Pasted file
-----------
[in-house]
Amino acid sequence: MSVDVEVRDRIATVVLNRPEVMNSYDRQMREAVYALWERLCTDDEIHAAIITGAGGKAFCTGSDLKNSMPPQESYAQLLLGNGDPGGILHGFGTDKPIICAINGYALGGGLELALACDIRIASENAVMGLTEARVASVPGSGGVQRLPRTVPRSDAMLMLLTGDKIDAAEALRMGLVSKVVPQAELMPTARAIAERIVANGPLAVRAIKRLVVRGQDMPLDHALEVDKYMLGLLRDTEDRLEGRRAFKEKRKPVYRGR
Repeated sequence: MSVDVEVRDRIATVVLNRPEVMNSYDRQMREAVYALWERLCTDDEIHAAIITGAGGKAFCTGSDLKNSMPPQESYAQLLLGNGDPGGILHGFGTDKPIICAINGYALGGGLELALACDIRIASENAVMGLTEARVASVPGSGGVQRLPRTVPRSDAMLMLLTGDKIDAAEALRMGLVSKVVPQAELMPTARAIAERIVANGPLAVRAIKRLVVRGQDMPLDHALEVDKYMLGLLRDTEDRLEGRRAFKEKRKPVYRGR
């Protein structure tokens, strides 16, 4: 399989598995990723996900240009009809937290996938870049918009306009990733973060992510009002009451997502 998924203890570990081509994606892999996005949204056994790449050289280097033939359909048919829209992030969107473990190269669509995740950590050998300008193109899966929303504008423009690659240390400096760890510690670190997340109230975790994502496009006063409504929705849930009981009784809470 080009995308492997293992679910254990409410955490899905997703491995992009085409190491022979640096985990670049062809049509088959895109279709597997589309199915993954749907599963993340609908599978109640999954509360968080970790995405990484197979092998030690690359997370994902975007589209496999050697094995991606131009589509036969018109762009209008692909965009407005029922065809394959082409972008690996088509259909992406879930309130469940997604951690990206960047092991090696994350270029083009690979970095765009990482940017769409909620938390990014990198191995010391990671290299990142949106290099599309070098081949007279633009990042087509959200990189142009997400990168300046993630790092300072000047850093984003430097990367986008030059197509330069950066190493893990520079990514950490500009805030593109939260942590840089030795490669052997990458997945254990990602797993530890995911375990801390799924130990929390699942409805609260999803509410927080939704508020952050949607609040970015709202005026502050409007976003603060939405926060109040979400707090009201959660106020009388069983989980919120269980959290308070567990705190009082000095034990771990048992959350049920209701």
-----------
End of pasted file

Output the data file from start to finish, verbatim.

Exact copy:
[in-house]
Amino acid sequence: MSVDVEVRDRIATVVLNRPEVMNSYDRQMREAVYALWERLCTDDEIHAAIITGAGGKAFCTGSDLKNSMPPQESYAQLLLGNGDPGGILHGFGTDKPIICAINGYALGGGLELALACDIRIASENAVMGLTEARVASVPGSGGVQRLPRTVPRSDAMLMLLTGDKIDAAEALRMGLVSKVVPQAELMPTARAIAERIVANGPLAVRAIKRLVVRGQDMPLDHALEVDKYMLGLLRDTEDRLEGRRAFKEKRKPVYRGR
Repeated sequence: MSVDVEVRDRIATVVLNRPEVMNSYDRQMREAVYALWERLCTDDEIHAAIITGAGGKAFCTGSDLKNSMPPQESYAQLLLGNGDPGGILHGFGTDKPIICAINGYALGGGLELALACDIRIASENAVMGLTEARVASVPGSGGVQRLPRTVPRSDAMLMLLTGDKIDAAEALRMGLVSKVVPQAELMPTARAIAERIVANGPLAVRAIKRLVVRGQDMPLDHALEVDKYMLGLLRDTEDRLEGRRAFKEKRKPVYRGR
């Protein structure tokens, strides 16, 4: 399989598995990723996900240009009809937290996938870049918009306009990733973060992510009002009451997502 998924203890570990081509994606892999996005949204056994790449050289280097033939359909048919829209992030969107473990190269669509995740950590050998300008193109899966929303504008423009690659240390400096760890510690670190997340109230975790994502496009006063409504929705849930009981009784809470 080009995308492997293992679910254990409410955490899905997703491995992009085409190491022979640096985990670049062809049509088959895109279709597997589309199915993954749907599963993340609908599978109640999954509360968080970790995405990484197979092998030690690359997370994902975007589209496999050697094995991606131009589509036969018109762009209008692909965009407005029922065809394959082409972008690996088509259909992406879930309130469940997604951690990206960047092991090696994350270029083009690979970095765009990482940017769409909620938390990014990198191995010391990671290299990142949106290099599309070098081949007279633009990042087509959200990189142009997400990168300046993630790092300072000047850093984003430097990367986008030059197509330069950066190493893990520079990514950490500009805030593109939260942590840089030795490669052997990458997945254990990602797993530890995911375990801390799924130990929390699942409805609260999803509410927080939704508020952050949607609040970015709202005026502050409007976003603060939405926060109040979400707090009201959660106020009388069983989980919120269980959290308070567990705190009082000095034990771990048992959350049920209701």